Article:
• somatization disorder;
  • somatoform disorders;
  • suggestibility;
  • hypnosis;
  • medically unexplained symptoms

Objective:  High suggestibility is widely regarded as an important feature of patients with medically unexplained symptoms (MUS), particularly those with multiple MUS [i.e. somatization disorder (SD)], although there are few empirical data attesting to this assumption. A study was therefore conducted to compare levels of non-hypnotic suggestibility in patients with SD and medical controls.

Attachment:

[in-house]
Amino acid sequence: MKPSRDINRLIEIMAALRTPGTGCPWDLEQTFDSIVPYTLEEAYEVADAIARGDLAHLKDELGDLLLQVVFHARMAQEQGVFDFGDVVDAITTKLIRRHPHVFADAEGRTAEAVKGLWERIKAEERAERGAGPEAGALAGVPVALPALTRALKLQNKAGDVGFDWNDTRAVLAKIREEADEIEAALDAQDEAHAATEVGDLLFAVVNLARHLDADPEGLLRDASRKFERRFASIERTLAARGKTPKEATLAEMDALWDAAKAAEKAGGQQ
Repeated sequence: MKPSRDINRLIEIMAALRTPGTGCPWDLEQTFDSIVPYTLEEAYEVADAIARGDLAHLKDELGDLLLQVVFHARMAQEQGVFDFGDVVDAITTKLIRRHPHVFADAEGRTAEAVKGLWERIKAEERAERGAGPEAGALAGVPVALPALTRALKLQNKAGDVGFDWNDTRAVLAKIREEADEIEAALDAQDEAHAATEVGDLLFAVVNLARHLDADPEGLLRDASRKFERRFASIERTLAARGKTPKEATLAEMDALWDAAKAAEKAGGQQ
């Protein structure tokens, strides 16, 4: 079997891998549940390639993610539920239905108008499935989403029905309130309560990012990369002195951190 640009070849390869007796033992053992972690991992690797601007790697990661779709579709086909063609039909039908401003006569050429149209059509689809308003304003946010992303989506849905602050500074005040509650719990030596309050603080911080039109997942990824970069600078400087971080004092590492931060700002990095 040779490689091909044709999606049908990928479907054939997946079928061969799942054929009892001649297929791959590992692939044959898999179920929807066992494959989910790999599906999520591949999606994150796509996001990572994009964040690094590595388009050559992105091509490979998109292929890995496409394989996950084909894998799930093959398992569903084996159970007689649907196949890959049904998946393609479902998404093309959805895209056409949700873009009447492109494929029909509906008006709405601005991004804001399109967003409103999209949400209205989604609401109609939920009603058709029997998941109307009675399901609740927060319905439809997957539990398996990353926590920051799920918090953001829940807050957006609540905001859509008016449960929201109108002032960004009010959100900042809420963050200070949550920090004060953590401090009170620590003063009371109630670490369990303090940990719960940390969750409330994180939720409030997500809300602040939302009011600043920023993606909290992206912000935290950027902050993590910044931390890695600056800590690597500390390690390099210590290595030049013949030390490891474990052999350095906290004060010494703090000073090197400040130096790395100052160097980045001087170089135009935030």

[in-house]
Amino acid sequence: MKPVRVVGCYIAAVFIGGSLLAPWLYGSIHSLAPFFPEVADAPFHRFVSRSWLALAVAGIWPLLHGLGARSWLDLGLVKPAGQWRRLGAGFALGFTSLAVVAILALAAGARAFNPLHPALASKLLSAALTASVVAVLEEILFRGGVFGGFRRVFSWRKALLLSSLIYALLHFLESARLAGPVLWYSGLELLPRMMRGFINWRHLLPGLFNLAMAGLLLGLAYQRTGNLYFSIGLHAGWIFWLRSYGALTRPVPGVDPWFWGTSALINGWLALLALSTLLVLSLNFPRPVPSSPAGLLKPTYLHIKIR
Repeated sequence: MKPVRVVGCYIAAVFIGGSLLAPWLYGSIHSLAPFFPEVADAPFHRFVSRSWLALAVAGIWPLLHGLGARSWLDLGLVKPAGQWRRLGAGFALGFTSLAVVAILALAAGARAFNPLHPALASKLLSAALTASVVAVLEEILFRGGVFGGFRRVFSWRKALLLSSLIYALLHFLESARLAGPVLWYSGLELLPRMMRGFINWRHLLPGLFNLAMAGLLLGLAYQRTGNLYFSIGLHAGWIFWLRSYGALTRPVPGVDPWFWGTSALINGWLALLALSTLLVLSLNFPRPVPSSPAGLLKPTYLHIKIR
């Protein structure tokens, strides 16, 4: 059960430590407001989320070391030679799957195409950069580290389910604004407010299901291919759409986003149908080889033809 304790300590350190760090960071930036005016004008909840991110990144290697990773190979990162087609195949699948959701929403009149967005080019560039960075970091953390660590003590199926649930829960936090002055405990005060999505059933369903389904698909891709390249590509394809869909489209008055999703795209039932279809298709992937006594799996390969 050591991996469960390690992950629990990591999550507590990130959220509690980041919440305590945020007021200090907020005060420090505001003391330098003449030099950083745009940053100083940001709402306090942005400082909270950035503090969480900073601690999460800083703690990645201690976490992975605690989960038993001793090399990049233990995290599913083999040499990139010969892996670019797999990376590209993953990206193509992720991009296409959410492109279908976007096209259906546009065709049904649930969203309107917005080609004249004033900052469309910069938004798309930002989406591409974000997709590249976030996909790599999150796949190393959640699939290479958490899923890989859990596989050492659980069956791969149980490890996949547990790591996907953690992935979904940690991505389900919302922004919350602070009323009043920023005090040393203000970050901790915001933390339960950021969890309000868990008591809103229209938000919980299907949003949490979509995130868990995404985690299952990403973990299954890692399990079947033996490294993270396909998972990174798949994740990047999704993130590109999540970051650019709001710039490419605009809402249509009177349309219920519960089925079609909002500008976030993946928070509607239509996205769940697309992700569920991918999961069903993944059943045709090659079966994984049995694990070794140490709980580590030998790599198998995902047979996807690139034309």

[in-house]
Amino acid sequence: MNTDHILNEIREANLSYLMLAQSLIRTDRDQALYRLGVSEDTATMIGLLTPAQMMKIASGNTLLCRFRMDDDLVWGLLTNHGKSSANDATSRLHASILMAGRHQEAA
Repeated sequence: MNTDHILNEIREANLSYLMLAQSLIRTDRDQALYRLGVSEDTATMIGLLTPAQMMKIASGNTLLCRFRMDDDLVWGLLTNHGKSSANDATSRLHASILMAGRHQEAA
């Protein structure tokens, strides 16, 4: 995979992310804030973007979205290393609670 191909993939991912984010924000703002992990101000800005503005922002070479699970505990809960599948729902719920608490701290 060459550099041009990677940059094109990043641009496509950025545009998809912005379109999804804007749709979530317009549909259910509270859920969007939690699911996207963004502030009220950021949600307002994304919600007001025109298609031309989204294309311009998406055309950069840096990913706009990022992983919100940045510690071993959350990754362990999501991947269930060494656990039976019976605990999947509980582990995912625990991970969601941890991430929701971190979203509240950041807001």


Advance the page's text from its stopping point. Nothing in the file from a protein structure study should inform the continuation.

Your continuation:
Method:  A modified version of the Barber Suggestibility Scale was administered to 19 patients with SD and 17 controls with an established organic dystonia.

Results:  Patients with SD were no more suggestible than control patients. Dystonia controls were more likely to deliberately comply with suggestions than the SD patients.

Conclusion:  Contrary to popular belief, high suggestibility is not necessarily a feature of SD.